Finally, of course, I did have a chance to see The Artist is Present installed in a gallery which was pretty fun. It’s pretty hilarious and wonderful that the gallery closes (usually) at 5pm, and MoMA opens at 4:30pm Copenhagen time. So there’s generally only 30 minutes that the galleries are open simultaneously, and in that time you need to get through the queue in the game, rendering it basically impossible. The notion of a gallery locked inside another gallery and both in different timezones is pretty great, right?
Since I’ve spent today evaluating students’ design pitches for experimental games and also awkwardly trying out some initial words about why Trolley Problem is the way it is for the (very few) people who have tried it out, I’ve been thinking about this whole thing of explaining elements of games. In particular, because I teach this course of “experimental interaction” and consider myself engaged in the process of creating “curious games”, I find myself constantly asking why about each element of a design or game.
This is a good thing because it’s really kind of hard to answer the question when the raison d’etre of your game is not “fun” but rather some other purpose or meaning or experience. In particular, in that case you really should be able to talk about why it is the way it is, I think. And it’s only in practising answering the question that you a) get any better at answering it and using half-way decent combinations of words to express what you think you’re doing and b) often, have any chance of understand what you were doing in the first place (since it doesn’t all come out fully baked, or whatever).
The point being that while I got to a place where I felt like I could explain certain aspects of The Artist Is Present intelligently (waiting as antithetical to games, pushing against overblown notions of “fairness” in contemporary games, etc.), I’m finding it really hard to talk/write about why Trolley Problem is the lo-fi, unhelpful little thing that it is. Yet I know I made it that way on purpose and for various reasons.
So more on that later.
After hearing various people talk about how they’d quite like to be able to break into the virtual MoMA of The Artist Is Present after hours, I was thinking about that particular aspect of games. That is, in games there are presumably things happening that we can’t see – well, at the very least this is true of The Artist Is Present. In that case, for instance, before you go into the museum (when it’s open) a bunch of dudes materialise in the main hallway and stride off toward the front of the line. The screenshot here is me teleporting to the scene of that particular crime.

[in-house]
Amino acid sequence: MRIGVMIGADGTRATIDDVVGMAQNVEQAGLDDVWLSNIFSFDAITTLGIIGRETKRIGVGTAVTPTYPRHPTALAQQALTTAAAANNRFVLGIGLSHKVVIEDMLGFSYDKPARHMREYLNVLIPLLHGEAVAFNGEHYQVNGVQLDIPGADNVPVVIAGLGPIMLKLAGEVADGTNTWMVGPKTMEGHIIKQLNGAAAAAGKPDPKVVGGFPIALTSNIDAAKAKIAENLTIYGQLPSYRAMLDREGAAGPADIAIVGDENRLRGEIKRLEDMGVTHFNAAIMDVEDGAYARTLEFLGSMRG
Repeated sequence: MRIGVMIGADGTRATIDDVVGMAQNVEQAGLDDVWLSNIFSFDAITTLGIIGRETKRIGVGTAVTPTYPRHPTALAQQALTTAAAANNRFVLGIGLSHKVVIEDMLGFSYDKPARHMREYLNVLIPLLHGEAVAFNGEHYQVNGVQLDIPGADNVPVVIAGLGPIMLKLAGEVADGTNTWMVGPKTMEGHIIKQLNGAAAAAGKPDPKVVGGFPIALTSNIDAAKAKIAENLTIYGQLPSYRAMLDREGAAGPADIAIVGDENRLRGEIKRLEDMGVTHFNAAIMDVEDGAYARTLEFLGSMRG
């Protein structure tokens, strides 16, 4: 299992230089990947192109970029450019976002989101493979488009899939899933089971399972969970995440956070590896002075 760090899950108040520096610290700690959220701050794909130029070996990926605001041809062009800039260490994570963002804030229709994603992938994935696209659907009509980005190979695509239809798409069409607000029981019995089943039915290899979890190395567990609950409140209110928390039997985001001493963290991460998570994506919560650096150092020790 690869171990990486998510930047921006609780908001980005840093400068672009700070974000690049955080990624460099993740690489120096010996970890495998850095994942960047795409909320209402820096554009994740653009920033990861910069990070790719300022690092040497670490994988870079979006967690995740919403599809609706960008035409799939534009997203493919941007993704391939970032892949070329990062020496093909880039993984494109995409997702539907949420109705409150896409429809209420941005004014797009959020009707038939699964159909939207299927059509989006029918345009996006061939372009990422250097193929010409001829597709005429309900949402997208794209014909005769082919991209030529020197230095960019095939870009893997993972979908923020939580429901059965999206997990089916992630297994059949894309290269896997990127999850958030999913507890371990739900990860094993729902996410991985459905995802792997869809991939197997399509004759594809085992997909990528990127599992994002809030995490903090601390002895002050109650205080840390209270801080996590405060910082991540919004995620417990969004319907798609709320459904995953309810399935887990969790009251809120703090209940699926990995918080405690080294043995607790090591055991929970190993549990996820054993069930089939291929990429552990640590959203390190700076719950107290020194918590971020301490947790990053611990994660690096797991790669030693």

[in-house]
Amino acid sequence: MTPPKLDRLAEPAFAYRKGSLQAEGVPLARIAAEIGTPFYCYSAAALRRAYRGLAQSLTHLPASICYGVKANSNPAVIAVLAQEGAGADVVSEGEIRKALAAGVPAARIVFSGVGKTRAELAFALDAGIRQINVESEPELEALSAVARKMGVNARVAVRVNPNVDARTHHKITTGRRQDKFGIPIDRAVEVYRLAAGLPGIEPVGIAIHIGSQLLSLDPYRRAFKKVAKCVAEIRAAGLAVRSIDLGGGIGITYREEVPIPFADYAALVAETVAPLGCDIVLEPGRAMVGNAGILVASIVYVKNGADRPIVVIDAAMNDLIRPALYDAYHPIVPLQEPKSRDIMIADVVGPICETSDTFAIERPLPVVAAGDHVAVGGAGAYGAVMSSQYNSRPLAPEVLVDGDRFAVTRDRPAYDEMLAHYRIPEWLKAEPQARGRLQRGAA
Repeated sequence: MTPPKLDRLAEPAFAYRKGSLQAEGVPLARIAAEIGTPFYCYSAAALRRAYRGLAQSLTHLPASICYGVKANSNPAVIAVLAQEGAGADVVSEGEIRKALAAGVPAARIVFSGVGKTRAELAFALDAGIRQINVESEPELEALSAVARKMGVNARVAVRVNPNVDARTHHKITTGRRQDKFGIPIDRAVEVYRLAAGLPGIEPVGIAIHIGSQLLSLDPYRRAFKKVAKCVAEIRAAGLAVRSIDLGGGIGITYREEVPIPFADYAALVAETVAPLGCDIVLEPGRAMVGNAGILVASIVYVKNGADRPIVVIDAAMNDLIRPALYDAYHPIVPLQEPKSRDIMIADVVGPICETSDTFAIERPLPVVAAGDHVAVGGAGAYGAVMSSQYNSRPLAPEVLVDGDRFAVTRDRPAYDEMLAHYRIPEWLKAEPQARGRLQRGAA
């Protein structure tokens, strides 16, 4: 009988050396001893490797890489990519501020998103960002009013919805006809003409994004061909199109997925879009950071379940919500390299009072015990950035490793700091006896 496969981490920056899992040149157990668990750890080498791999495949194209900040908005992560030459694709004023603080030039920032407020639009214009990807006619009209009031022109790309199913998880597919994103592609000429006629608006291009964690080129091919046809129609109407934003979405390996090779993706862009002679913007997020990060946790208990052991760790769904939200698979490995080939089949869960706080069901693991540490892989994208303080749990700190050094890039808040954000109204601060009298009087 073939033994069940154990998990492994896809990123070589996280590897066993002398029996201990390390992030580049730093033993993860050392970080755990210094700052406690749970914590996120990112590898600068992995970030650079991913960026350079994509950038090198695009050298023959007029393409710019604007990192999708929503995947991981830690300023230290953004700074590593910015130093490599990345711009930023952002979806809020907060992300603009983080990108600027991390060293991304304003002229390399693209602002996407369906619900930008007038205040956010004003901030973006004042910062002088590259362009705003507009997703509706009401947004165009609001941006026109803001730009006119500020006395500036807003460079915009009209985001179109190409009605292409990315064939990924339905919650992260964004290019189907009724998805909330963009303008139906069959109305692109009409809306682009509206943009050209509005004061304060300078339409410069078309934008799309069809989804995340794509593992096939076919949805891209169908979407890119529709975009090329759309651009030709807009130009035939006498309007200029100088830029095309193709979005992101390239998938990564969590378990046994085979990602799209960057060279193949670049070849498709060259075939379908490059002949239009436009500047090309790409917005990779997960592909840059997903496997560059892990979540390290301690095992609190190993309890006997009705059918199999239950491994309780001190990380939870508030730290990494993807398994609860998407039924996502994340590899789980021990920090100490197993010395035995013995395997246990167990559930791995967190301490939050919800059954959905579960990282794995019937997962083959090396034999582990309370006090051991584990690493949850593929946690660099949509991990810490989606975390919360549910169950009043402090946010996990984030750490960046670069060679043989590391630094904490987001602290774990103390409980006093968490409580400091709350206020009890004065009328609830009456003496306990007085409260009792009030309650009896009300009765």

I don’t know if there’s much to say about this except that it’s plainly awesome and it’s a great shame we don’t get to see more of these behind the scenes scenarios in our play. The notion of the program “getting ready” in some other local is a very charming one to me. I guess there are some similarities with, for instance, using ‘noclip’ and so on to walk to the locations of cut-scenes and so on in games – I seem to remember doing this in Half-Life 2 for instance.
To some extent it might seem to melt into thinking about how interesting glitches are. All of this feels like it takes place in some theatre or film metaphor, of course – imagining the actors preparing or hanging around just outside the range of the camera (behind the scenes), out-takes where something goes amusingly wrong (glitches). In all cases it’s about the attraction of getting that extra step closer to the game as a game, rather than as a world. And yet, because you perceive these elements through the game world, it’s like the personification or anthropomorphising of lower level code and structure. Which seems great and interesting.
Anyway, that’s what I got. Are there any classic situations like this in games I’m just completely blanking on? Particularly of the “behind the scenes” kind, rather than glitches? I guess in some GTA games you can use ‘Blue Hell’ to get to cut-scene locations, that seems like a bit of a classic…